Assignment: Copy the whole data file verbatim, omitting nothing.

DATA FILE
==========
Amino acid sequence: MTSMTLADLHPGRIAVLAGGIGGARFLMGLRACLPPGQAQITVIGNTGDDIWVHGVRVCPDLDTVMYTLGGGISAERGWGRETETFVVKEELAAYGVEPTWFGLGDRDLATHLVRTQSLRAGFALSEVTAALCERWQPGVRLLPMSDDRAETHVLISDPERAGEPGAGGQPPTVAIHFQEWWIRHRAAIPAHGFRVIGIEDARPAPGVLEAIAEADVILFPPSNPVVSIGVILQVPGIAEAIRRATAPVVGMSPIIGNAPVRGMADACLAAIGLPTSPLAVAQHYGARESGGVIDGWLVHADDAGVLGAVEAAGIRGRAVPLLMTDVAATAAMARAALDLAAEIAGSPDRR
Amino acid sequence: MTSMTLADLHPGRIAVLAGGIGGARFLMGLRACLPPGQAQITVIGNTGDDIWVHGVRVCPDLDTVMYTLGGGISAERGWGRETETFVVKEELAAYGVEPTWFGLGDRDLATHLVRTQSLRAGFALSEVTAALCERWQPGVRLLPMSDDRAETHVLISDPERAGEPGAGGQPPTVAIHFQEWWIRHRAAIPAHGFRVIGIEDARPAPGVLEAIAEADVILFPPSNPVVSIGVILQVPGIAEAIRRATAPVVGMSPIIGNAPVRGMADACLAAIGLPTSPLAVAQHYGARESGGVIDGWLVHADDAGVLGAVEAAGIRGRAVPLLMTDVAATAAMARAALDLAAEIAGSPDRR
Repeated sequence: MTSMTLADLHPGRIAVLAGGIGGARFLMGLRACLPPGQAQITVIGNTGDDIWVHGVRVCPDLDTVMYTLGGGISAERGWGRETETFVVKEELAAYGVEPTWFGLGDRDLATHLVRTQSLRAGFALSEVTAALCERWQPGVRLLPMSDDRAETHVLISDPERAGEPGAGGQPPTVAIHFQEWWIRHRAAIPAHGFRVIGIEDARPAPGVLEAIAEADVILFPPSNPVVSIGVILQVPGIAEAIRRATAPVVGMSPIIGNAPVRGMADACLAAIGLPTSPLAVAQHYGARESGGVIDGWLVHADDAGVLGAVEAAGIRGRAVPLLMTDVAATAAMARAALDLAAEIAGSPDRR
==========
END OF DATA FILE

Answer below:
Amino acid sequence: MTSMTLADLHPGRIAVLAGGIGGARFLMGLRACLPPGQAQITVIGNTGDDIWVHGVRVCPDLDTVMYTLGGGISAERGWGRETETFVVKEELAAYGVEPTWFGLGDRDLATHLVRTQSLRAGFALSEVTAALCERWQPGVRLLPMSDDRAETHVLISDPERAGEPGAGGQPPTVAIHFQEWWIRHRAAIPAHGFRVIGIEDARPAPGVLEAIAEADVILFPPSNPVVSIGVILQVPGIAEAIRRATAPVVGMSPIIGNAPVRGMADACLAAIGLPTSPLAVAQHYGARESGGVIDGWLVHADDAGVLGAVEAAGIRGRAVPLLMTDVAATAAMARAALDLAAEIAGSPDRR
Amino acid sequence: MTSMTLADLHPGRIAVLAGGIGGARFLMGLRACLPPGQAQITVIGNTGDDIWVHGVRVCPDLDTVMYTLGGGISAERGWGRETETFVVKEELAAYGVEPTWFGLGDRDLATHLVRTQSLRAGFALSEVTAALCERWQPGVRLLPMSDDRAETHVLISDPERAGEPGAGGQPPTVAIHFQEWWIRHRAAIPAHGFRVIGIEDARPAPGVLEAIAEADVILFPPSNPVVSIGVILQVPGIAEAIRRATAPVVGMSPIIGNAPVRGMADACLAAIGLPTSPLAVAQHYGARESGGVIDGWLVHADDAGVLGAVEAAGIRGRAVPLLMTDVAATAAMARAALDLAAEIAGSPDRR
Repeated sequence: MTSMTLADLHPGRIAVLAGGIGGARFLMGLRACLPPGQAQITVIGNTGDDIWVHGVRVCPDLDTVMYTLGGGISAERGWGRETETFVVKEELAAYGVEPTWFGLGDRDLATHLVRTQSLRAGFALSEVTAALCERWQPGVRLLPMSDDRAETHVLISDPERAGEPGAGGQPPTVAIHFQEWWIRHRAAIPAHGFRVIGIEDARPAPGVLEAIAEADVILFPPSNPVVSIGVILQVPGIAEAIRRATAPVVGMSPIIGNAPVRGMADACLAAIGLPTSPLAVAQHYGARESGGVIDGWLVHADDAGVLGAVEAAGIRGRAVPLLMTDVAATAAMARAALDLAAEIAGSPDRR